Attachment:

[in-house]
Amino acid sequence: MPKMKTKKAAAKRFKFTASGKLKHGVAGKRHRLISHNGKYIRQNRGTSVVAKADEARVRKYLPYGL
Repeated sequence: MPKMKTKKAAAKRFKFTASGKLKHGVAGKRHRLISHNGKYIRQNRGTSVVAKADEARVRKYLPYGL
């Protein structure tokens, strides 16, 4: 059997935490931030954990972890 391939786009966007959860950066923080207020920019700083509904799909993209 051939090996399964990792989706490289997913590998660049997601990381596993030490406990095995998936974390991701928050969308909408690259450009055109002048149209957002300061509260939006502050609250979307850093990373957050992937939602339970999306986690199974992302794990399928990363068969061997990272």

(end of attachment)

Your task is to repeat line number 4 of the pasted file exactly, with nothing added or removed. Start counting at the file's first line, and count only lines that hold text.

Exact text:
């Protein structure tokens, strides 16, 4: 059997935490931030954990972890 391939786009966007959860950066923080207020920019700083509904799909993209 051939090996399964990792989706490289997913590998660049997601990381596993030490406990095995998936974390991701928050969308909408690259450009055109002048149209957002300061509260939006502050609250979307850093990373957050992937939602339970999306986690199974992302794990399928990363068969061997990272």